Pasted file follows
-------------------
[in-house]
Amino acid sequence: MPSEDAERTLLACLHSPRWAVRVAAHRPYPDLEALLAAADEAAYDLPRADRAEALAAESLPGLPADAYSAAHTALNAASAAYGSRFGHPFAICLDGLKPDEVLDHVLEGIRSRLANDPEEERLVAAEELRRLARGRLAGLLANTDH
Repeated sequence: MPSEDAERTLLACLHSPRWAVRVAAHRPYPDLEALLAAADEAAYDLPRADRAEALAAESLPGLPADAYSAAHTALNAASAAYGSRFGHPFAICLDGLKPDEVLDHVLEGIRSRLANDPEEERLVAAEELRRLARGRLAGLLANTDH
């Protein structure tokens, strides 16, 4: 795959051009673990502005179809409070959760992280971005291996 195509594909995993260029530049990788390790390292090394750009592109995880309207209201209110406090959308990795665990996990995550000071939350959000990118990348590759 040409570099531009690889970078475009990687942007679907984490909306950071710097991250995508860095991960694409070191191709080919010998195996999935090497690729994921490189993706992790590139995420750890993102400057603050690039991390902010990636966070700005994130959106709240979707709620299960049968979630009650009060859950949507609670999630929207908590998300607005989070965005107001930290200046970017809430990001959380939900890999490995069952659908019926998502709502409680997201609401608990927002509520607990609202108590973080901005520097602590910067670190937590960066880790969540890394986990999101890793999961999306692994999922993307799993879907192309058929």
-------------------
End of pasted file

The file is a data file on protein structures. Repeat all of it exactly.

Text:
[in-house]
Amino acid sequence: MPSEDAERTLLACLHSPRWAVRVAAHRPYPDLEALLAAADEAAYDLPRADRAEALAAESLPGLPADAYSAAHTALNAASAAYGSRFGHPFAICLDGLKPDEVLDHVLEGIRSRLANDPEEERLVAAEELRRLARGRLAGLLANTDH
Repeated sequence: MPSEDAERTLLACLHSPRWAVRVAAHRPYPDLEALLAAADEAAYDLPRADRAEALAAESLPGLPADAYSAAHTALNAASAAYGSRFGHPFAICLDGLKPDEVLDHVLEGIRSRLANDPEEERLVAAEELRRLARGRLAGLLANTDH
């Protein structure tokens, strides 16, 4: 795959051009673990502005179809409070959760992280971005291996 195509594909995993260029530049990788390790390292090394750009592109995880309207209201209110406090959308990795665990996990995550000071939350959000990118990348590759 040409570099531009690889970078475009990687942007679907984490909306950071710097991250995508860095991960694409070191191709080919010998195996999935090497690729994921490189993706992790590139995420750890993102400057603050690039991390902010990636966070700005994130959106709240979707709620299960049968979630009650009060859950949507609670999630929207908590998300607005989070965005107001930290200046970017809430990001959380939900890999490995069952659908019926998502709502409680997201609401608990927002509520607990609202108590973080901005520097602590910067670190937590960066880790969540890394986990999101890793999961999306692994999922993307799993879907192309058929």